NAIROBI — Some of Nigeria’s biggest artists are taking a stand against a recent spate of xenophobic attacks in South Africa by condemning the violence and, in some cases, boycotting the country by refusing to perform there.
At least seven people have been killed in recent anti-African immigrant violence, including two yet-to-be-identified bodies that were found burned inside of shops that had been looted.
On Tuesday night, Burna Boy tweeted that he’s personally experienced xenophobia from South Africans and has not visited the country since 2017. He added that he “will NOT EVER go to South Africa again for any reason until the SOUTH AFRICAN government wakes the fuck up and really performs A miracle because I don’t know how they can even possibly fix this.”
Burna Boy — an award-winning singer-songwriter who’s currently on tour in the US — is scheduled to headline Afropunk in Johannesburg in December. BuzzFeed News has reached out to his manager and to Afropunk for comment.
Tiwa Savage, another mega-popular Nigerian artist who, like Burna Boy, is featured on Beyoncé’s The Lion King: The Gift album, announced Tuesday that she would no longer be performing at a concert in Johannesburg that had been scheduled for Sept. 21.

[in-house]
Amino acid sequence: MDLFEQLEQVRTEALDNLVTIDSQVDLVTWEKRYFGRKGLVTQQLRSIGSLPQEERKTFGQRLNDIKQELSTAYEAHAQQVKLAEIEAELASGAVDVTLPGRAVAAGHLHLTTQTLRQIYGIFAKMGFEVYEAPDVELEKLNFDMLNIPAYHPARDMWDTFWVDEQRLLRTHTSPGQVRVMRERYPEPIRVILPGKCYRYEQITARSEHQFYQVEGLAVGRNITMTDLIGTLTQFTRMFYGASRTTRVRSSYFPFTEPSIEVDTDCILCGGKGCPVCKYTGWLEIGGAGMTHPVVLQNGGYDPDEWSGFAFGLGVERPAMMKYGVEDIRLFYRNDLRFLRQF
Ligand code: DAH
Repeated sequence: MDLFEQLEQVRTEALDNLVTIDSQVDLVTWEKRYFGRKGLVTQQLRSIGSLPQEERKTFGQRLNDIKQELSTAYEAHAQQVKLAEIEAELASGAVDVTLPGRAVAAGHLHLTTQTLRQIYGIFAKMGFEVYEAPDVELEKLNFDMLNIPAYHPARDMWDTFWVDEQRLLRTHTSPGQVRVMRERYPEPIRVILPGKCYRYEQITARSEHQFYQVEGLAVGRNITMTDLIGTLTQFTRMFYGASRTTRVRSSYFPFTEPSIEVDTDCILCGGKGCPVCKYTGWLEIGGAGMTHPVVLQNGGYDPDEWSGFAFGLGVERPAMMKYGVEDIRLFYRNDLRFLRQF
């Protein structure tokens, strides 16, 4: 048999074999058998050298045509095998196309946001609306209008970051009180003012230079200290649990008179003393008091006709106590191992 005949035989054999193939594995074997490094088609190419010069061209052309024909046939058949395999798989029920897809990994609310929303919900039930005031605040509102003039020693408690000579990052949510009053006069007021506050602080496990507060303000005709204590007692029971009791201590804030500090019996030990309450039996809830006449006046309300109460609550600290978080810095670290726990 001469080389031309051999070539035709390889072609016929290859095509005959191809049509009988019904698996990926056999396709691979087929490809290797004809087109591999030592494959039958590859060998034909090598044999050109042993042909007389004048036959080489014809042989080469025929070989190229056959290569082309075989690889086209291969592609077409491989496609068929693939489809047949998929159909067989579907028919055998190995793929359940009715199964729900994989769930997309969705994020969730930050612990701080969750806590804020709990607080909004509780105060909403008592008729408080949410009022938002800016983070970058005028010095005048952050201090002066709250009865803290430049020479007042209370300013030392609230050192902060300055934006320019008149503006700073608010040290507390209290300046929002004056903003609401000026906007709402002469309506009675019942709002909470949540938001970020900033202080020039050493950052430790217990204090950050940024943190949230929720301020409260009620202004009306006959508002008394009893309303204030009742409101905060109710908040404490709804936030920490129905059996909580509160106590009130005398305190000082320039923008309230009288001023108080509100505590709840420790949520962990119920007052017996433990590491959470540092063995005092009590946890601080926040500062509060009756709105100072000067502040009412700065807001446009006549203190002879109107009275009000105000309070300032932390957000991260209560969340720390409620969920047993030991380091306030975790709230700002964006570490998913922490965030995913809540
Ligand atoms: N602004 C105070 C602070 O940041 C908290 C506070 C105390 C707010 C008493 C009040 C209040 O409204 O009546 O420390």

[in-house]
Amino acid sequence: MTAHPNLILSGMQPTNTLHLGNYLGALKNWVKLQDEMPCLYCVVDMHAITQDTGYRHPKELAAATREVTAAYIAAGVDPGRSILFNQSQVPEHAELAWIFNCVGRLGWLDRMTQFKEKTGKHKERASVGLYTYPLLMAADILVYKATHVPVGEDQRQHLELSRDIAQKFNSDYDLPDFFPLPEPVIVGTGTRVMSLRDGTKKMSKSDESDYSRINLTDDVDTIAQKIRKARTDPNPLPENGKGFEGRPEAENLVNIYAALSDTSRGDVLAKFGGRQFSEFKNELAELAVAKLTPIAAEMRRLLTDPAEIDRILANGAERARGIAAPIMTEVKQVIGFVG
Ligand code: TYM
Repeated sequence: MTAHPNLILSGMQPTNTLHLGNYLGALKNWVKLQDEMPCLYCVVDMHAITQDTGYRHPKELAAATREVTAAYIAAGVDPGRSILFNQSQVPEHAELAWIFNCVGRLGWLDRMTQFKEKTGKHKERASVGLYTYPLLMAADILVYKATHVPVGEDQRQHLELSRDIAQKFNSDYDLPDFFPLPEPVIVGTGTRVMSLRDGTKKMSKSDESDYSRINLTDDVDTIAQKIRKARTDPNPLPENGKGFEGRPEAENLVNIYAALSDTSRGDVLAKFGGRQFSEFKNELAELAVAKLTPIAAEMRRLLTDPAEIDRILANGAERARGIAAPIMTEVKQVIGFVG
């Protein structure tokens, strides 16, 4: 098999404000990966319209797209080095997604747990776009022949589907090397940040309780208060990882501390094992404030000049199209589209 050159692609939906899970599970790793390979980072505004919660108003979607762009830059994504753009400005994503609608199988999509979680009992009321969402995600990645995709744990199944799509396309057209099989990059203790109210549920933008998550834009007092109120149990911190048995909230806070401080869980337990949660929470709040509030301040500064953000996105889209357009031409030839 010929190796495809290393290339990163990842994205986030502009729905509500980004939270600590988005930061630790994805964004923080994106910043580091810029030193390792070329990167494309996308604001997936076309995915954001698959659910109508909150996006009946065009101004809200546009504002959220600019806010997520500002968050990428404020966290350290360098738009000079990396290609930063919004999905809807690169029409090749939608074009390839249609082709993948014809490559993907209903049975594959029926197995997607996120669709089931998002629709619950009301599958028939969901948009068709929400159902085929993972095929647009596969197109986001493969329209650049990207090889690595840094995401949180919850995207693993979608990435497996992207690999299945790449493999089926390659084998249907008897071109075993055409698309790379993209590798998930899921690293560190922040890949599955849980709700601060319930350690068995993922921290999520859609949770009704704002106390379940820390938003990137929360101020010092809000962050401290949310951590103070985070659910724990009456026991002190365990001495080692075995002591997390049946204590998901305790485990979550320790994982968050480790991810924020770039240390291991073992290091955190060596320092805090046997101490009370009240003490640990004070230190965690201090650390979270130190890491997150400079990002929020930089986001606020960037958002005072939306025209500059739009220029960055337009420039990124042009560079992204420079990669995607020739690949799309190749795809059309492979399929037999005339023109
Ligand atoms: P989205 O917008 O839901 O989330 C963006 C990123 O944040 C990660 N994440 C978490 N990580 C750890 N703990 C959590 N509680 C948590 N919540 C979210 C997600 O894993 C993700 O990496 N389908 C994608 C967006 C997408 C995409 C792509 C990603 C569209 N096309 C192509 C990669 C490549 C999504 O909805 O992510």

“I refuse to watch the barbaric butchering of my people in SA. This is SICK,” she tweeted.
Jidenna, who is Nigerian American, also called out the attacks on Twitter, connecting it and the recent rape and murder of a 19-year-old South African woman to apartheid and neocolonialism.
Violence against African nationals in South Africa by South Africans was one of the biggest issues plaguing the country ahead of its elections earlier this year. But there has been a huge spike in violence against African nationals in recent weeks, particularly in Gauteng province (which includes Johannesburg) and Durban. Videos purporting to show African immigrants’ shops being looted and set on fire have gone viral on social media as people across the continent condemned the attacks. (But not all of the videos are from recent weeks, or even took place in South Africa.)
The Zambia High Commission in Pretoria issued a statement Aug. 26 following reports that Zambian truck drivers were being harassed and advised them to stay off the road.
On Aug. 29, Human Rights Watch released a report detailing the attacks immigrant truck drivers faced in South Africa, from gasoline bombs to stabbings. The African Diaspora Network, an organization that fights xenophobia in South Africa, issued a warning the following day telling African nationals, many of whom are store owners, to “close shops until calm prevails and the police have helped ascertained [sic] that the situation is completely under control.”
The Nigerian government called the attacks unacceptable and vowed to take “definitive measures” in order to protect its citizens.
But Nigerians also started looting South African–owned businesses in Nigeria yesterday, forcing companies like Shoprite and MTN to temporarily shut down.
South African President Cyril Ramaphosa condemned the attacks in South Africa on Sept. 3, calling them “totally unacceptable,” adding that it was “completely against the ethos that we as South Africans espouse, and there can be no justification whatsoever about what people are having a grievance over that they should go out and attack people from other countries.”